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In-form NZ to dig deep in Australia: coach

By AAP Newswire

Scrap, fight and don't give an inch. New Zealand may be riding high and ranked three places above Australia in Test cricket but they're adopting a defiant little brother approach to reclaiming the Trans-Tasman trophy.

The Black Caps have moulded arguably their finest-ever Test team but they refuse to talk up their chances of knocking over Tim Paine's men on Australian soil in the looming three-match series.

Coach Gary Stead has instead doffed his cap to the quality of the revitalised home side.

He has warned his team to ignore their own ICC ranking of second, which was further cemented by the home series win over England, sealed with a draw in the second Test in Hamilton on Tuesday.

An irresistible force on home soil, New Zealand have always found life tougher on the other side of the Tasman Sea, where their lone series win was achieved in 1985-86.

Stead will bring his players back to earth before they depart for Perth on Saturday, five days out from the first Test under lights at Optus Stadium.

"We're under no illusion that Australia are playing really good cricket at the moment. They appear to be somewhere back to their best," Stead said.

"Our challenge will be to stand up to make sure we're in that fight for long periods.

"We ask it of our players all the time but we need to be somewhere near our very best to beat the best teams and compete with them.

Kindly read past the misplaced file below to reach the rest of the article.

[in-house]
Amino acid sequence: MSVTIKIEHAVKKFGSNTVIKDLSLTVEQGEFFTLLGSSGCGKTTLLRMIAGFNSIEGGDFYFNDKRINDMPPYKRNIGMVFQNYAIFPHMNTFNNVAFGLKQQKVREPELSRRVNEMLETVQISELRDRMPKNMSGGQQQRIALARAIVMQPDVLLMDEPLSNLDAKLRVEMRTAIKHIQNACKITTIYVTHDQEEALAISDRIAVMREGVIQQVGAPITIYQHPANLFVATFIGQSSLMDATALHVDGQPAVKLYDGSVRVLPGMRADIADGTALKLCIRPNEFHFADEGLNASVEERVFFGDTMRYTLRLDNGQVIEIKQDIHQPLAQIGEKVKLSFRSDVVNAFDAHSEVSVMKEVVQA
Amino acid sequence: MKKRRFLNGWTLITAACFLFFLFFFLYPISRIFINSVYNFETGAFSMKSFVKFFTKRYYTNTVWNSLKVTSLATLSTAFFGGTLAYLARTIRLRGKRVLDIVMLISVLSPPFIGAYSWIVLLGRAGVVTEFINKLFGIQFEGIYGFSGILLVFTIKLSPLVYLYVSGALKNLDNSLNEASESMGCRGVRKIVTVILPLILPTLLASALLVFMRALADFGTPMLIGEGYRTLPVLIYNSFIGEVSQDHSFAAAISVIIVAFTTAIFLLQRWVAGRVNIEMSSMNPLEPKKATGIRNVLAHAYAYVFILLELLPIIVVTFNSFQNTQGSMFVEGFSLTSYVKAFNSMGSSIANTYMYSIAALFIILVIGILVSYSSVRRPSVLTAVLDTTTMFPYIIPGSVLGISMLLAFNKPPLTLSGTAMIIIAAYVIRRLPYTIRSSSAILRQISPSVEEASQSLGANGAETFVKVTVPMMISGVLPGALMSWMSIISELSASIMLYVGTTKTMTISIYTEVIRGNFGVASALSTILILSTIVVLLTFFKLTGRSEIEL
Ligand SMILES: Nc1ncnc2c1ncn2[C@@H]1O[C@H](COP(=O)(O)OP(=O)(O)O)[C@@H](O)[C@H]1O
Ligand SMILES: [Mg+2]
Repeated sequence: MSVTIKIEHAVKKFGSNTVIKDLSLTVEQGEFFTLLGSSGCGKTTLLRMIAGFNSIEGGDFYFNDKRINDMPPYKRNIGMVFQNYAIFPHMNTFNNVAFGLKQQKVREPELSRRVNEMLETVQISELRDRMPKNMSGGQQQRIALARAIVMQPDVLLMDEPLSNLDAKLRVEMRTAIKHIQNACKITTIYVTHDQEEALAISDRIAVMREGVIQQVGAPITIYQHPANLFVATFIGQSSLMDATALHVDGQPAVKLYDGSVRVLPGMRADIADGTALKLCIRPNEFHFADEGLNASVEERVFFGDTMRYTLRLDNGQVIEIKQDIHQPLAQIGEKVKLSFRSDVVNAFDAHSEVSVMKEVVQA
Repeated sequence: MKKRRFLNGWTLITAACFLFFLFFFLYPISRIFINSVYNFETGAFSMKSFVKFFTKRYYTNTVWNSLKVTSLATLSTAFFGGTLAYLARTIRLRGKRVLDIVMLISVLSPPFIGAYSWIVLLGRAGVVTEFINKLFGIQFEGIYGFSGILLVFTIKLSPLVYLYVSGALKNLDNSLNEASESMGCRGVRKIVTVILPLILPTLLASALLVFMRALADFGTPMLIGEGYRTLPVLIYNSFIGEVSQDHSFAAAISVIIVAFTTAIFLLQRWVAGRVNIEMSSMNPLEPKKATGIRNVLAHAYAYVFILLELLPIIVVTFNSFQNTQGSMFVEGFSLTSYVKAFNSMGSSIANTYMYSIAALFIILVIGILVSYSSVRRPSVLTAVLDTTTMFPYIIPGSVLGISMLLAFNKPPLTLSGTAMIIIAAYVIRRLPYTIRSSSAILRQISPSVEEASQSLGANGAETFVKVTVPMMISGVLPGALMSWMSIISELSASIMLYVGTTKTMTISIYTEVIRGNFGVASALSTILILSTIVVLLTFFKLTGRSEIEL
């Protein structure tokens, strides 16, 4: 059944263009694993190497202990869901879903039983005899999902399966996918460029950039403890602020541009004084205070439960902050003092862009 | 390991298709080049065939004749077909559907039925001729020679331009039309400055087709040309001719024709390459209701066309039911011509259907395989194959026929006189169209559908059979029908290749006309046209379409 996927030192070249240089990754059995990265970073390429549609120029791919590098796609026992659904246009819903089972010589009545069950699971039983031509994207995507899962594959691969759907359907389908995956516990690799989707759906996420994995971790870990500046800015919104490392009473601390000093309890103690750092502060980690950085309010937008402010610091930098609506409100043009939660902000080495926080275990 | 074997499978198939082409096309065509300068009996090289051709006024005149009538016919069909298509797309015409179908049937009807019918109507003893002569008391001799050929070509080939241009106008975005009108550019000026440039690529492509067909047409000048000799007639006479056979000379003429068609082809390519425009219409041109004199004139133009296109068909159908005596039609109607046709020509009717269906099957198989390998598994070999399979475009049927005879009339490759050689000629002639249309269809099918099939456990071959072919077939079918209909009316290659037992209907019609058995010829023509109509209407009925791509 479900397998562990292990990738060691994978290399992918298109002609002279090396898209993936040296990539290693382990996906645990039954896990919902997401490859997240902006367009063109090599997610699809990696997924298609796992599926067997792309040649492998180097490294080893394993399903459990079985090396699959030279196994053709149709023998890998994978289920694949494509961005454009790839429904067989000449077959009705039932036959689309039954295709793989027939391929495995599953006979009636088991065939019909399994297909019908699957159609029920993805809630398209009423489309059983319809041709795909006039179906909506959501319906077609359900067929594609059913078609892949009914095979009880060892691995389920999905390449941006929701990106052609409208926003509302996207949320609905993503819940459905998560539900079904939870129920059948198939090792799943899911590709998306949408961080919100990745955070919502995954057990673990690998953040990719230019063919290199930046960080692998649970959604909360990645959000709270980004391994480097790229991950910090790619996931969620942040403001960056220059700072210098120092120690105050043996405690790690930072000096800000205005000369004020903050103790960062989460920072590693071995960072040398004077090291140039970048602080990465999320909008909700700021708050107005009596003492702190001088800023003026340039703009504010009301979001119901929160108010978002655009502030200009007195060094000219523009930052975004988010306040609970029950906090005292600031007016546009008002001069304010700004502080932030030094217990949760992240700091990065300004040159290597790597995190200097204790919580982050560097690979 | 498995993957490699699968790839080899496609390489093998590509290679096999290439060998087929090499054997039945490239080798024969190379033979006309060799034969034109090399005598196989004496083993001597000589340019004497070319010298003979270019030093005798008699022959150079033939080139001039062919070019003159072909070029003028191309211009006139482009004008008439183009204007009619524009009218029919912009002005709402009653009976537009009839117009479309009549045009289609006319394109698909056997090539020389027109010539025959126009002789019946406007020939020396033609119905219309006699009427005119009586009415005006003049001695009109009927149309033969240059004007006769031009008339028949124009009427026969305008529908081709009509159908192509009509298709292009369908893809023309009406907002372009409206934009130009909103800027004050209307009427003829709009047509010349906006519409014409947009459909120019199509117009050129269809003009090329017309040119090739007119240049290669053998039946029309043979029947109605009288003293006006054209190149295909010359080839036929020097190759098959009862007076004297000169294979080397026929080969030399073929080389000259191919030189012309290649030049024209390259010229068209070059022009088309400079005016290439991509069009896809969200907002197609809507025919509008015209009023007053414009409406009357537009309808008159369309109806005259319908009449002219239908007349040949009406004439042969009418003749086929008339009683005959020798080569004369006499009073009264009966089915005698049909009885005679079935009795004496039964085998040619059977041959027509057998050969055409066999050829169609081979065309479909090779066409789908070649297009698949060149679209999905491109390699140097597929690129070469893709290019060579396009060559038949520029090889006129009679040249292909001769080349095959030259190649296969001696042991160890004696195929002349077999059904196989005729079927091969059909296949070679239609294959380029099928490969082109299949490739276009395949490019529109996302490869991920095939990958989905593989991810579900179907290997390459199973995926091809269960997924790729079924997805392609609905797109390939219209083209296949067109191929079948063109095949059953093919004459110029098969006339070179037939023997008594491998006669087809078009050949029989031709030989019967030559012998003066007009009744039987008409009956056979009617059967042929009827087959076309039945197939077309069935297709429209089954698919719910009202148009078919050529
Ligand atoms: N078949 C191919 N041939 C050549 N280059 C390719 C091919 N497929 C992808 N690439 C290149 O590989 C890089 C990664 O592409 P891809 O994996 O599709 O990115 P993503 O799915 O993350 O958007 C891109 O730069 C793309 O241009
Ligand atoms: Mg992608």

"If we're in that frame of mind and we can take the games deep, who knows what can happen?"

What is predicted to be a bouncy Perth pitch represents arguably New Zealand's most difficult assignment, particularly if injured stars Trent Boult and/or Colin de Grandhomme haven't recovered.

Their prospects should improve in more Kiwi-like conditions at the MCG and SCG after Christmas.

"I think one of the things that makes me really proud, that I've seen in the last 14 to 15 months with the Black Caps is their ability to adapt," Stead said.

"If you look at some of the challenges that have been in front of the team, winning against Pakistan (in the UAE), World Cups (reaching successive finals), things like that, then I guess the team's found a way to adapt to what's in front of them."

One man who backs a possible boilover is beaten England captain Joe Root, whose team drew 2-2 at home to Australia before their 1-0 loss in New Zealand.

"I think (New Zealand) have got all the tools that can be successful out there for sure," Root said.